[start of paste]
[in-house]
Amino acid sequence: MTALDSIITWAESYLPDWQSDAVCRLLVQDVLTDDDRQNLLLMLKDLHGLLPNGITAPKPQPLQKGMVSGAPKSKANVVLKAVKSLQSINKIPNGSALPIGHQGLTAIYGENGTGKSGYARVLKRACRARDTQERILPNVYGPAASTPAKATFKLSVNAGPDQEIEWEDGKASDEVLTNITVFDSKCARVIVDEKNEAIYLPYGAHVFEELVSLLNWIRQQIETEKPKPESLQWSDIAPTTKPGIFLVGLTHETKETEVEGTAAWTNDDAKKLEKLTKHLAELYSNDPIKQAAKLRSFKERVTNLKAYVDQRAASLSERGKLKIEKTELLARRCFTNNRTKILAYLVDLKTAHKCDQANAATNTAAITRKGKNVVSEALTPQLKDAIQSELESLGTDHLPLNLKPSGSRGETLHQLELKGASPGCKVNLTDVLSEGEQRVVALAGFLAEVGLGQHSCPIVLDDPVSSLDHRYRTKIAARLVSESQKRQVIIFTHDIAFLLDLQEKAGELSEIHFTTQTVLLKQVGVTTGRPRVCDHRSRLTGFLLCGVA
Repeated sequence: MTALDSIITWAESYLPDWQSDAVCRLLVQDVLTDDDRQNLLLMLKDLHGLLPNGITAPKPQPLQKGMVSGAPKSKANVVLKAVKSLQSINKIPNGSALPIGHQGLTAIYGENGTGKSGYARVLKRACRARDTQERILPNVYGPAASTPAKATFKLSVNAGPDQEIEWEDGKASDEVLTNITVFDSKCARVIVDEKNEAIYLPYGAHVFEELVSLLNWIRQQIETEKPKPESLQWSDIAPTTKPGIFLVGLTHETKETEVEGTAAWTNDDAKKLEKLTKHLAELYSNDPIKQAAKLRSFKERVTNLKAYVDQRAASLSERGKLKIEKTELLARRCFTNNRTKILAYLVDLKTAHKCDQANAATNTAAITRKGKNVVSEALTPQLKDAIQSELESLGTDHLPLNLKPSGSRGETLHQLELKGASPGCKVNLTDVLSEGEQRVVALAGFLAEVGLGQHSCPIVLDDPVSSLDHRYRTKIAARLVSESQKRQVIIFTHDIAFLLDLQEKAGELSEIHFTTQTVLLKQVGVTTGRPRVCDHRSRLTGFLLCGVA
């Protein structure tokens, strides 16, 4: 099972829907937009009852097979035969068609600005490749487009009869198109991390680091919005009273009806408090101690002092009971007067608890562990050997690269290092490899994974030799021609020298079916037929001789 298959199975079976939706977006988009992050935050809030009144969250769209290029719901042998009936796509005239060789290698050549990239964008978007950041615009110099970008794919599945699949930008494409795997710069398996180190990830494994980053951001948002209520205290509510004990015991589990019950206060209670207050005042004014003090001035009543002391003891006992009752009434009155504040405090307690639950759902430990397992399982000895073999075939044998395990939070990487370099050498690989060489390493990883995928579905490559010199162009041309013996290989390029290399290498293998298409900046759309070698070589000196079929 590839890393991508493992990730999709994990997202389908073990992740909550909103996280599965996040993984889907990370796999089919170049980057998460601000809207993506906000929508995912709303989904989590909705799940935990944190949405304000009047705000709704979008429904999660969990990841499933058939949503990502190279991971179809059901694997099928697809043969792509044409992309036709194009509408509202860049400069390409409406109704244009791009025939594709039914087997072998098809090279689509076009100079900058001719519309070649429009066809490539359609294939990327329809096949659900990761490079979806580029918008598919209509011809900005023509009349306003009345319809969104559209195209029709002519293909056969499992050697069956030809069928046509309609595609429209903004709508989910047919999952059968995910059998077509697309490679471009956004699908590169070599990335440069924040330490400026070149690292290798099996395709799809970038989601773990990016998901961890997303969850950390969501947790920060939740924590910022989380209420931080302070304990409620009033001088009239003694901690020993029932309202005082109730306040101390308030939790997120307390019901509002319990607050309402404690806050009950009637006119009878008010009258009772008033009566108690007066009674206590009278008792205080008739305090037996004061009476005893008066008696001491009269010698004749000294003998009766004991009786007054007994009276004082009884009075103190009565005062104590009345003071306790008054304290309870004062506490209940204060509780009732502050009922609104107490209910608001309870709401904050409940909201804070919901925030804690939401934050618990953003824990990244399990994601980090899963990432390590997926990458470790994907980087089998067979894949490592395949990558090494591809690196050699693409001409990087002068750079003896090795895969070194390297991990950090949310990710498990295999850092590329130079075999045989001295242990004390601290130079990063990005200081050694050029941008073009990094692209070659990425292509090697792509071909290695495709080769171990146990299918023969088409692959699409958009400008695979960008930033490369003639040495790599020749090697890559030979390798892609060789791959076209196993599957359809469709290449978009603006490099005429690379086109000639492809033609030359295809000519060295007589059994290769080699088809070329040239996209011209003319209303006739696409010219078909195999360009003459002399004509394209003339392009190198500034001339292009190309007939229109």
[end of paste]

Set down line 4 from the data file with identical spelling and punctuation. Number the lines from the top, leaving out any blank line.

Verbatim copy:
């Protein structure tokens, strides 16, 4: 099972829907937009009852097979035969068609600005490749487009009869198109991390680091919005009273009806408090101690002092009971007067608890562990050997690269290092490899994974030799021609020298079916037929001789 298959199975079976939706977006988009992050935050809030009144969250769209290029719901042998009936796509005239060789290698050549990239964008978007950041615009110099970008794919599945699949930008494409795997710069398996180190990830494994980053951001948002209520205290509510004990015991589990019950206060209670207050005042004014003090001035009543002391003891006992009752009434009155504040405090307690639950759902430990397992399982000895073999075939044998395990939070990487370099050498690989060489390493990883995928579905490559010199162009041309013996290989390029290399290498293998298409900046759309070698070589000196079929 590839890393991508493992990730999709994990997202389908073990992740909550909103996280599965996040993984889907990370796999089919170049980057998460601000809207993506906000929508995912709303989904989590909705799940935990944190949405304000009047705000709704979008429904999660969990990841499933058939949503990502190279991971179809059901694997099928697809043969792509044409992309036709194009509408509202860049400069390409409406109704244009791009025939594709039914087997072998098809090279689509076009100079900058001719519309070649429009066809490539359609294939990327329809096949659900990761490079979806580029918008598919209509011809900005023509009349306003009345319809969104559209195209029709002519293909056969499992050697069956030809069928046509309609595609429209903004709508989910047919999952059968995910059998077509697309490679471009956004699908590169070599990335440069924040330490400026070149690292290798099996395709799809970038989601773990990016998901961890997303969850950390969501947790920060939740924590910022989380209420931080302070304990409620009033001088009239003694901690020993029932309202005082109730306040101390308030939790997120307390019901509002319990607050309402404690806050009950009637006119009878008010009258009772008033009566108690007066009674206590009278008792205080008739305090037996004061009476005893008066008696001491009269010698004749000294003998009766004991009786007054007994009276004082009884009075103190009565005062104590009345003071306790008054304290309870004062506490209940204060509780009732502050009922609104107490209910608001309870709401904050409940909201804070919901925030804690939401934050618990953003824990990244399990994601980090899963990432390590997926990458470790994907980087089998067979894949490592395949990558090494591809690196050699693409001409990087002068750079003896090795895969070194390297991990950090949310990710498990295999850092590329130079075999045989001295242990004390601290130079990063990005200081050694050029941008073009990094692209070659990425292509090697792509071909290695495709080769171990146990299918023969088409692959699409958009400008695979960008930033490369003639040495790599020749090697890559030979390798892609060789791959076209196993599957359809469709290449978009603006490099005429690379086109000639492809033609030359295809000519060295007589059994290769080699088809070329040239996209011209003319209303006739696409010219078909195999360009003459002399004509394209003339392009190198500034001339292009190309007939229109």